How do we ask a good question?
1. Don't overwhelm the students with lots of questions, be specific.
2. Have good delivery. Pause...give the students time to think about their answer.
3. Be creative! Find fun ways to ask questions and keep the students interested.

BP Six

Where The Wild Things Are...

WHERE THE WILD THINGS ARE from Hilliary Sanders on Vimeo.

Project Eight

Sunday, September 15, 2013

Why Podcast?

...Because listening is so much more fun!

In today's society it is common to see people walking around with ear buds. What are they listening to? Typically music, but it may surprise you how often they are actually listening to one of their favorite podcast. Podcasting has become a very popular media outlet. Simply because of the ease and listening flexibility it provides the listeners. Most podcast are available for download and often times are free.

Teachers can benefit greatly from podcast; especially in their classroom listening stations. This listening alternative provides a switch up for students, who are mostly consumed with readings. The action of putting on headphones and listening to stories or lessons seems fun for elementary aged students and therefore becomes a great motivator. With the popularity of podcast on the rise, more and more topics are now available.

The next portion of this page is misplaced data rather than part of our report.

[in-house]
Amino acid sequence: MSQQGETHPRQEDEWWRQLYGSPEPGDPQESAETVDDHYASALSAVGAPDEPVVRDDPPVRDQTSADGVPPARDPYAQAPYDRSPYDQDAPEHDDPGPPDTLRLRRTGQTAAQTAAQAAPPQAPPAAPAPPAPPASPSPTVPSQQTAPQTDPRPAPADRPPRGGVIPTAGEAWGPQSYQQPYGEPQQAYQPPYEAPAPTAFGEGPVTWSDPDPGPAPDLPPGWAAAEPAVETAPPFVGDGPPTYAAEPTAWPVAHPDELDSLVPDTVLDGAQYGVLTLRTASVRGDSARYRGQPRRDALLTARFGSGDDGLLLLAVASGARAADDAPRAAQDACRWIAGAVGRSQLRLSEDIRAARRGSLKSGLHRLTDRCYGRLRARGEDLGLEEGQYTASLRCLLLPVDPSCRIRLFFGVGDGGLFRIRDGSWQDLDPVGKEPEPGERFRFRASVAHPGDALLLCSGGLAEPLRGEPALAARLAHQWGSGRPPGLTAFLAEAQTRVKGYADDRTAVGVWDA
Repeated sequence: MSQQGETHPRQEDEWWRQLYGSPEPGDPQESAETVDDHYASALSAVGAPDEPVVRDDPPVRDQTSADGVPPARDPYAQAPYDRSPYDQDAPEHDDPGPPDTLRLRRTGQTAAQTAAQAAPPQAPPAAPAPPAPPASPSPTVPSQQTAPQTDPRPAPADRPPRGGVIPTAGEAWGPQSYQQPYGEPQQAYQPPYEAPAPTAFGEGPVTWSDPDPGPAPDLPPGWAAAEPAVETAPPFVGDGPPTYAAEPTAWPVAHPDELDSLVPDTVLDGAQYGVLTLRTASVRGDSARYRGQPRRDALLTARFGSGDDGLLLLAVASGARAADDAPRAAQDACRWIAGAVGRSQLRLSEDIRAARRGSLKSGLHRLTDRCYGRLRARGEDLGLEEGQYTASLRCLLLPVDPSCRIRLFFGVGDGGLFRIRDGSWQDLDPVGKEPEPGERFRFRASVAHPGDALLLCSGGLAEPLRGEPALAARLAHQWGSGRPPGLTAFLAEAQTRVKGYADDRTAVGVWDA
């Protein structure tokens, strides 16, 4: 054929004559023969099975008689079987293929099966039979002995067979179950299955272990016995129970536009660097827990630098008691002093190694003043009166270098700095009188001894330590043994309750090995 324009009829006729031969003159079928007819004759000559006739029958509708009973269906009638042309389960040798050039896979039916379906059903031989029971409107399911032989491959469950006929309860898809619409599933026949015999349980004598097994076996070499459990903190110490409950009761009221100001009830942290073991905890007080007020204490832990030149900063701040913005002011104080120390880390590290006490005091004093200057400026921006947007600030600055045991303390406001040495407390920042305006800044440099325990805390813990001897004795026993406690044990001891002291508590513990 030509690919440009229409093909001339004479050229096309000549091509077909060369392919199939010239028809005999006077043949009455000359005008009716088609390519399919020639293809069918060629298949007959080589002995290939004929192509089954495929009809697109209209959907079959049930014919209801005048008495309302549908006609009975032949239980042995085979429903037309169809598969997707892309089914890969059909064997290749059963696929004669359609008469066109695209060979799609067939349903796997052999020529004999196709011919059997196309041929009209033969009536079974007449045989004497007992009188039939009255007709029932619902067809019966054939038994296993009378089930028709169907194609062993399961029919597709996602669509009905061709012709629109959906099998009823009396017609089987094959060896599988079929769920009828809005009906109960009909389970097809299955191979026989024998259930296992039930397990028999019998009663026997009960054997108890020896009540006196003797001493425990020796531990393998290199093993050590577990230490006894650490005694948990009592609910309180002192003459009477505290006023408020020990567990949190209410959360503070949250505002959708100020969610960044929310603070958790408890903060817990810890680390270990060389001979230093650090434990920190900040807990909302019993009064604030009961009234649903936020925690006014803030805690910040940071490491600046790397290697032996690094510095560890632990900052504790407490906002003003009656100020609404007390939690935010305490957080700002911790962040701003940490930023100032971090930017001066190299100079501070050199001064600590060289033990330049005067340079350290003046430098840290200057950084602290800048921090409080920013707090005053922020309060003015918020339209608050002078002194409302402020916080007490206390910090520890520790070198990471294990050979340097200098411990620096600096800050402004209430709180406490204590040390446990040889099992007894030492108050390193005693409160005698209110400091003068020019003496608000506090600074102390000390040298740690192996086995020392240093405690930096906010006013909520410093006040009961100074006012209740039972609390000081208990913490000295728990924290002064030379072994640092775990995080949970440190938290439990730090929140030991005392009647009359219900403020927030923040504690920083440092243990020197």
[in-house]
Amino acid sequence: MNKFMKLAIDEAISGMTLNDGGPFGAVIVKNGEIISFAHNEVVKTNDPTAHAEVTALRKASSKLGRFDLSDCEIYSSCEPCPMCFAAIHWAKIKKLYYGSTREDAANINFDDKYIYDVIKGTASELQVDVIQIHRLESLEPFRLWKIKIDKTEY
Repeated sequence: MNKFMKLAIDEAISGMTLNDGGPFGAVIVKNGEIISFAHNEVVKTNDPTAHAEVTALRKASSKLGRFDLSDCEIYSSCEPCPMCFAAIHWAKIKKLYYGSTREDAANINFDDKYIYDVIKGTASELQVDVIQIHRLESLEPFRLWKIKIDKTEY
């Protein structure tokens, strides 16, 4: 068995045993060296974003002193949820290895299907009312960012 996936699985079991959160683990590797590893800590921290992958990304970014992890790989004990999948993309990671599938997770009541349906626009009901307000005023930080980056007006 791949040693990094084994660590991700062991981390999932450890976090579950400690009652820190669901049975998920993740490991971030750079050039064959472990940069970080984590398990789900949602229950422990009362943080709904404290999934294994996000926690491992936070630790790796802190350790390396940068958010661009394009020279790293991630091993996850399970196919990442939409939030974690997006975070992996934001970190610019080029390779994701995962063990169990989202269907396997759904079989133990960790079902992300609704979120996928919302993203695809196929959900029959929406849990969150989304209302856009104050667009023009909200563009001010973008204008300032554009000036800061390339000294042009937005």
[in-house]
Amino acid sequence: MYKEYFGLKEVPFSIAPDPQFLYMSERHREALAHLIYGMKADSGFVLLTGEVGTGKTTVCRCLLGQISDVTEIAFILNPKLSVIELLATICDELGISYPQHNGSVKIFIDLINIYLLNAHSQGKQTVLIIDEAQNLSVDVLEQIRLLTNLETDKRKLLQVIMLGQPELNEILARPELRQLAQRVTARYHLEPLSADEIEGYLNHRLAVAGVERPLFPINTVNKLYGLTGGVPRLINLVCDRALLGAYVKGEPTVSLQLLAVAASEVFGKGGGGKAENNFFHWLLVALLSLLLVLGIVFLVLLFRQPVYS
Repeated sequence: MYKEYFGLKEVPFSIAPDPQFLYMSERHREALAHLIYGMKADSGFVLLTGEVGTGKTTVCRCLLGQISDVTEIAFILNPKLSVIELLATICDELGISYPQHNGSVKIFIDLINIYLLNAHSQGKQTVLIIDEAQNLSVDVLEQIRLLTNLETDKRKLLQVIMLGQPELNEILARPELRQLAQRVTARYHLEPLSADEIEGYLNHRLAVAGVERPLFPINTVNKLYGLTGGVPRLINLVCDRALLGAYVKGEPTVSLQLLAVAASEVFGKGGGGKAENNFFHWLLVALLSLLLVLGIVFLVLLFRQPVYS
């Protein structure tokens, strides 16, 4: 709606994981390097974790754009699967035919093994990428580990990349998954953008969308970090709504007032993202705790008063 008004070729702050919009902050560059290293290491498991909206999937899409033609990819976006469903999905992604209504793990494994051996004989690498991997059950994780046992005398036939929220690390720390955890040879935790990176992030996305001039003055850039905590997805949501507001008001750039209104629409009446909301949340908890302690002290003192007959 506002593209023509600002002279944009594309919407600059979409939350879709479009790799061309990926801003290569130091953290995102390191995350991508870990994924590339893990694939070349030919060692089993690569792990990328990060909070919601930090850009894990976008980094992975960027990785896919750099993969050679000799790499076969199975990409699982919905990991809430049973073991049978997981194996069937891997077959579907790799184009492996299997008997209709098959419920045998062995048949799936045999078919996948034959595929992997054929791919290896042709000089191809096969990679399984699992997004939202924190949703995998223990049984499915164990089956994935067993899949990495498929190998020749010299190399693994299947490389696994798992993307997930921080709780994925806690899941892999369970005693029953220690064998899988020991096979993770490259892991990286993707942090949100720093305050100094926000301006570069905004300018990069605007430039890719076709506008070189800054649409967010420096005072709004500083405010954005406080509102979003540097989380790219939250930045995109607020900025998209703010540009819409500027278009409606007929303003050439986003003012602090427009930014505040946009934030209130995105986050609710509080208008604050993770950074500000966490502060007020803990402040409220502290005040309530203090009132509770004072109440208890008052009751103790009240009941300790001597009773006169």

As teachers, we are responsible for our students educations...by any means necessary!  Podcasting can be a great asset and learning tool for the classroom.

Motivation + Learning = Success!

universal widget for podcast
Because listening is so much more fun...

BP Four

Project Based Learning in conjunction with ACCRS

Project Three - Presentation

My Thoughts on the “Ideas and Thoughts” Blog by Dean Sheraski…

thoughts and ideas
As a future educator, I often times finding myself wondering what my future job will be like. I think about the principal, the other teachers, the students and how I will decorate my classroom. That’s pretty normal right? Apart from the relationship you have with your students, I believe the most important relationship will be the one between you and your boss, the principal. Even though Mr. Dean Shareski is not a principal, I believe he certainly would make an excellent one!